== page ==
There is no such thing as a perfect life. The reality is that you will become discouraged, find faults and flaws, and experience frustration from things that did not go as planned. But even when we cannot control our circumstances, we can control how we decide to respond to them.

If you must search for the good and believe no matter how much you discover it can’t outshine the darkness, you run the risk of finding less than you deserve. It’s hard to enjoy the gifts you have if you are unable to shift your focus away from those you don’t have. This is a hard way to live.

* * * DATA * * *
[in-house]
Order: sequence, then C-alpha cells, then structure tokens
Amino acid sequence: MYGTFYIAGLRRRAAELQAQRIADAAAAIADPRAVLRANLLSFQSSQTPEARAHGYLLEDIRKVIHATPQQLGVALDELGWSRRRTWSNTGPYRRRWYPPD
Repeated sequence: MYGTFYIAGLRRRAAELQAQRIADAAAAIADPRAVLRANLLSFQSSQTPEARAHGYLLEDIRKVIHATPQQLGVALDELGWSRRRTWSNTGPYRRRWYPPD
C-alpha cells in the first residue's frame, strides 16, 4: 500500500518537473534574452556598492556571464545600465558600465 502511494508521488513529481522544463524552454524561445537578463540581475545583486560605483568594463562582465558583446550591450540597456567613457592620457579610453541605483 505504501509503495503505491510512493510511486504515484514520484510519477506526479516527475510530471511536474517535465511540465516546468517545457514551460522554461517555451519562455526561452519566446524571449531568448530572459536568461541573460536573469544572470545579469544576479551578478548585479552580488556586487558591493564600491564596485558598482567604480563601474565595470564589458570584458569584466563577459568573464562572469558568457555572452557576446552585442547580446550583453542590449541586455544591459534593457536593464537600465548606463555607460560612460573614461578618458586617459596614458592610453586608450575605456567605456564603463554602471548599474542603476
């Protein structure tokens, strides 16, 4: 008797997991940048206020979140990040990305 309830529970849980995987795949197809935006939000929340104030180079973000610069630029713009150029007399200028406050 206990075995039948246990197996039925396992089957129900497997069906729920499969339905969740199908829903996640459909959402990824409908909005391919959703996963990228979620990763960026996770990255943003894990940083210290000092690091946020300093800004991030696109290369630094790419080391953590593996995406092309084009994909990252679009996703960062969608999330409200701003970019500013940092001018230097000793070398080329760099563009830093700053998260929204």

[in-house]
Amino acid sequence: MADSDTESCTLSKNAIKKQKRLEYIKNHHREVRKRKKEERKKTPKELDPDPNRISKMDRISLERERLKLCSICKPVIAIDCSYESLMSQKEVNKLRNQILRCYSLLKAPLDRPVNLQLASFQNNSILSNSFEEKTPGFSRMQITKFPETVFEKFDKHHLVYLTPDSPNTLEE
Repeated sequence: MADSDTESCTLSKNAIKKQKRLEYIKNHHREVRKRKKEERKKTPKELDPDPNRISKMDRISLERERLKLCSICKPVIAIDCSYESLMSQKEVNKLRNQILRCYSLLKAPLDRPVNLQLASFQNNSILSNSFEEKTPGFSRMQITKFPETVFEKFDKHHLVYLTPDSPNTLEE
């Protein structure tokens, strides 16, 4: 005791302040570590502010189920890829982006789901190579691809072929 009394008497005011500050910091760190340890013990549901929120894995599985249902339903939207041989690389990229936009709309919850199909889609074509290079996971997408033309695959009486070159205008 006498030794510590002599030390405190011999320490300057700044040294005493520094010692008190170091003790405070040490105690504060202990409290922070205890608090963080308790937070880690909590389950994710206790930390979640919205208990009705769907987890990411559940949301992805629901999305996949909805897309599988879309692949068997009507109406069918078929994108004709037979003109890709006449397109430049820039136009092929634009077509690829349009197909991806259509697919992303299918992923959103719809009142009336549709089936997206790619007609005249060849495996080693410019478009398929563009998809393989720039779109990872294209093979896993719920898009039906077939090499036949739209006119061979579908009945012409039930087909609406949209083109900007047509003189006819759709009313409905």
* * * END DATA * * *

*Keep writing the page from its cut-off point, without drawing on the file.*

Stress, bad news and the disappointment of not getting what we want can overwhelm and exhaust us. Setting realistic expectations and keeping things in perspective is a much more effective way of navigating our journey. It frees us from the belief that we are somehow less that we should be.

Perspective

We find what we look for. The law of the Universe is one of cause and effect. For every effect there is a definite cause and for every cause, there is a definite effect. Beliefs, behaviors, and actions create specific patterns that will insert themselves into life as you know it. We become what we think about.